Well over 1,500 parishioners and visitors are welcomed to the Lord’s Table during the course of each week at the Cathedral. These numbers are supported by over 200 liturgical ministers who contribute to our worship through their service and participation in the liturgy. Lectors, Eucharistic ministers, choir members, cantors, ministers of hospitality, altar servers and children’s liturgy of the word leaders support the worship life of the parish in over 700 liturgical services each year (this number includes weekend liturgies, weddings, funerals, and weekday Masses). Liturgical ministers give of their time and tale at the Cathedral by acting as stewards of the liturgy for the spiritual enrichment of all who attend.
How blessed we are by the many faces of those serving in these vital ministries! As Cardinal Bernadin wrote, the members of our community participating in the Eucharist “help make it clear that we are together at this table, that this communion is the very image of the church and of that kingdom for which we live and die.”
Consider the first time you felt truly connected with the Mass and your faith community at the Cathedral. There is a good chance that a liturgical minister played a role in that connection. We are truly thankful for the warmth and spirit of hospitality they bring to our liturgical celebrations, and we extend to them our deepest gratitude.
If you have never served in a liturgical ministry, this is your invitation! Just as ministers serve the community, the ministry serves the minister. For information on getting involved in a liturgical ministry at the Cathedral or more information regarding a particular ministry, we invite you to explore the individuals ministries listed below.
If you would be interested in serving in a liturgical ministry, contact John Ascher, Sacristan at 414/276-9814, ext 204.
“[The Lector] exercise[s] a genuine liturgical function. They ought, therefore, to discharge their office with the sincere piety and decorum demanded by so exalted a ministry and rightly expected of them by God’s people. Consequently they must all be imbued with the spirit of the liturgy … and must be trained to perform their function in a correct and orderly manner” (CSL, 29).”
The Lector may carry in the Book of the Gospels in the entrance procession (in the absence of a deacon); a Lector proclaims the assigned readings(s) and, in the absence of a deacon, the General Intercessions. If the responsorial psalm is not sung, the reader may also be asked to lead it.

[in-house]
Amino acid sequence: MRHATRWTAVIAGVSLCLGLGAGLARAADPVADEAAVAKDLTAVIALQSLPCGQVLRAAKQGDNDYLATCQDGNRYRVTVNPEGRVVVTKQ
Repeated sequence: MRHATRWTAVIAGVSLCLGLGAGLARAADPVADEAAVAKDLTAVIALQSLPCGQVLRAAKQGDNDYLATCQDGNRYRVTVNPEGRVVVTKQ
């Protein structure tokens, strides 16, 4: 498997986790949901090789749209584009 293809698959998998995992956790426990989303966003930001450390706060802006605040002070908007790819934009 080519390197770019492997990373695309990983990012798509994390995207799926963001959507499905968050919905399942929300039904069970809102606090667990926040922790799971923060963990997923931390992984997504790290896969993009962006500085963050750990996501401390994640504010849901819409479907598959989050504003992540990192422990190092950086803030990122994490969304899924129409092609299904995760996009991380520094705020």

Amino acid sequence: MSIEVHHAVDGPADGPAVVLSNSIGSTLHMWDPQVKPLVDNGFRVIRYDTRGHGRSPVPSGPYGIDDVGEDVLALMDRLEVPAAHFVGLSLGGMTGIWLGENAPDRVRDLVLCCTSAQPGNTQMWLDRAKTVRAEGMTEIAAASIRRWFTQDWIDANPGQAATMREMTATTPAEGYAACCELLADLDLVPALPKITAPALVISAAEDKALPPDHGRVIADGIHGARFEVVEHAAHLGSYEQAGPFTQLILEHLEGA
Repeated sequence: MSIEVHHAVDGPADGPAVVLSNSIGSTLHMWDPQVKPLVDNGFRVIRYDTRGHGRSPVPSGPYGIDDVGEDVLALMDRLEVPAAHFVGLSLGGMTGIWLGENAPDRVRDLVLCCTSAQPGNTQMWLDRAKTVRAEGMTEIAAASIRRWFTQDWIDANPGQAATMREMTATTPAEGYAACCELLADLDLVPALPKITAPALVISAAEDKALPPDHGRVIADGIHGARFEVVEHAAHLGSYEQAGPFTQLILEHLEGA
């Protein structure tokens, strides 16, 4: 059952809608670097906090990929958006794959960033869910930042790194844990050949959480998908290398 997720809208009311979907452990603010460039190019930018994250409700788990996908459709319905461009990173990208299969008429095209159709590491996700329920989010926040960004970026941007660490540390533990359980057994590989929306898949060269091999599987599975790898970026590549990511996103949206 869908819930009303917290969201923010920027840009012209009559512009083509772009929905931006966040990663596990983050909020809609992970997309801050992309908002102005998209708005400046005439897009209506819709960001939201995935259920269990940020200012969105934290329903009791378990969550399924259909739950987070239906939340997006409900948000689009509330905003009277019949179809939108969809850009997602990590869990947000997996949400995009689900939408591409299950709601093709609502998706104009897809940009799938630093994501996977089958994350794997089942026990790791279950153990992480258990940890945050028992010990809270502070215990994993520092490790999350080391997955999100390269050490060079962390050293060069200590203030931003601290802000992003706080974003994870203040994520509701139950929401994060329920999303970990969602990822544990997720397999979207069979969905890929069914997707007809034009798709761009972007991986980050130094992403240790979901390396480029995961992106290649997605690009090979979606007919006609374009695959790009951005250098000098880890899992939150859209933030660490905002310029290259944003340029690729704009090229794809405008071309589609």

The Extraordinary Minister of the Eucharist (Eucharistic Minister)
The Eucharistic Minister assists in the distribution of the Body and Blood to the assembly. After communion, they consume, at their place of distribution, any consecrated wine that remains in their cups. They may also assist with the purification of the vessels. In the Archdiocese of Milwaukee all Extraordinary Ministers of Holy Communion must be fully initiated members of the Church; that is, they must have received the sacraments of baptism, confirmation and holy communion.
The Ministers of Hospitality (Ushers)
Ministers of Hospitality, like other liturgical ministers, are first and foremost members of the worshiping Assembly. As such, they should join in the act of worship in the same manner as the Assembly. Even while performing specific tasks, (e.g., taking up the offering), they remain united to the Assembly, singing and praying in an active way. Never should their role separate them from the rest of the Assembly. They are to be present and attentive during the entire liturgy.
During Mass, they assist in the seating of latecomers, take up the offering, help direct the communion procession if needed and deal with any disturbances that may occur. They should know the location of the rest rooms, the nearest phone, the first aid kit and fire extinguishers. They may also be responsible for choosing the gift bearers.
Altar Servers are lay men and women, girls and boys, who are designated to assist the priest and the deacon at Mass. Ordinarily, they are responsible for the cross, the candles, the incense and the censer. They hold the book for the priest at the chair, assist the priest during the preparation of the gifts, and they wash the hands of the priest. In general, they assist the priest and deacon when necessary. (General Instruction of the Roman Missal – GIRM #100)